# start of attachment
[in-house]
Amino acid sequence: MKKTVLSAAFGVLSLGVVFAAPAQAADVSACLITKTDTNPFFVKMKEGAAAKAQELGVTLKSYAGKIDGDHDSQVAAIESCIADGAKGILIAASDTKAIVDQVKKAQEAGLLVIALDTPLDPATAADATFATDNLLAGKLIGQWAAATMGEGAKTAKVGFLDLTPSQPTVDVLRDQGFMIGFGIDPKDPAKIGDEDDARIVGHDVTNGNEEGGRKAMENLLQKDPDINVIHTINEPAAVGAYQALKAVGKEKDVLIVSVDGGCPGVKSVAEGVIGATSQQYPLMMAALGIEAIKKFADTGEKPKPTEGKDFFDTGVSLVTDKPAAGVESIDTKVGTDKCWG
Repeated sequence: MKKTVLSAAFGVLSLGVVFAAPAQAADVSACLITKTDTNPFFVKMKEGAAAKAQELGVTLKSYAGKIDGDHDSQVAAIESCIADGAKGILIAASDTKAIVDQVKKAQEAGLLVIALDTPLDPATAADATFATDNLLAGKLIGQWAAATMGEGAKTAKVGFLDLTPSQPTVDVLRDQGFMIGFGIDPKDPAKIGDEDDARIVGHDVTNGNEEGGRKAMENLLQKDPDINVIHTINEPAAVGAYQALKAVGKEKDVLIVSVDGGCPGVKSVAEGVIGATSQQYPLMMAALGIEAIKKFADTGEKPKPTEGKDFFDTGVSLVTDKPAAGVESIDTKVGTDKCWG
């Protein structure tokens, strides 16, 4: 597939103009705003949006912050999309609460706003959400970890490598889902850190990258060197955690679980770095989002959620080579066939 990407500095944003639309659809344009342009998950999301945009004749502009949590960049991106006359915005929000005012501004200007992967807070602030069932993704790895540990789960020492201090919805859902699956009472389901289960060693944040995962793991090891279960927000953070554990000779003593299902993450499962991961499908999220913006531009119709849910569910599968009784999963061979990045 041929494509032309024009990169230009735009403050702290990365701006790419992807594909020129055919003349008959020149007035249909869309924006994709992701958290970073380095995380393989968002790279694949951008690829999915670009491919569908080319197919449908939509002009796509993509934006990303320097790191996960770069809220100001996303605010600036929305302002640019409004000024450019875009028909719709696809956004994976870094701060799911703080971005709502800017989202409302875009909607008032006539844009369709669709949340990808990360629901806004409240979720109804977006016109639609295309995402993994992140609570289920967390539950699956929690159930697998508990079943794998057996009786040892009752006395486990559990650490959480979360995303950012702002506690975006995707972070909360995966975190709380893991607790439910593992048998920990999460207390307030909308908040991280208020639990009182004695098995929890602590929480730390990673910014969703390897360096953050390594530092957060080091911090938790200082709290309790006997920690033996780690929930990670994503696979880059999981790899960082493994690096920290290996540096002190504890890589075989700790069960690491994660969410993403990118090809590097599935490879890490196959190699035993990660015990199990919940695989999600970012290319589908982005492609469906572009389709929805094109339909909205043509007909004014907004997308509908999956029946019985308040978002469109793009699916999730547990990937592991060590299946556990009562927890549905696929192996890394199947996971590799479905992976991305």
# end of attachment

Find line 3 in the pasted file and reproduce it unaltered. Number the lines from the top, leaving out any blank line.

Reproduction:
Repeated sequence: MKKTVLSAAFGVLSLGVVFAAPAQAADVSACLITKTDTNPFFVKMKEGAAAKAQELGVTLKSYAGKIDGDHDSQVAAIESCIADGAKGILIAASDTKAIVDQVKKAQEAGLLVIALDTPLDPATAADATFATDNLLAGKLIGQWAAATMGEGAKTAKVGFLDLTPSQPTVDVLRDQGFMIGFGIDPKDPAKIGDEDDARIVGHDVTNGNEEGGRKAMENLLQKDPDINVIHTINEPAAVGAYQALKAVGKEKDVLIVSVDGGCPGVKSVAEGVIGATSQQYPLMMAALGIEAIKKFADTGEKPKPTEGKDFFDTGVSLVTDKPAAGVESIDTKVGTDKCWG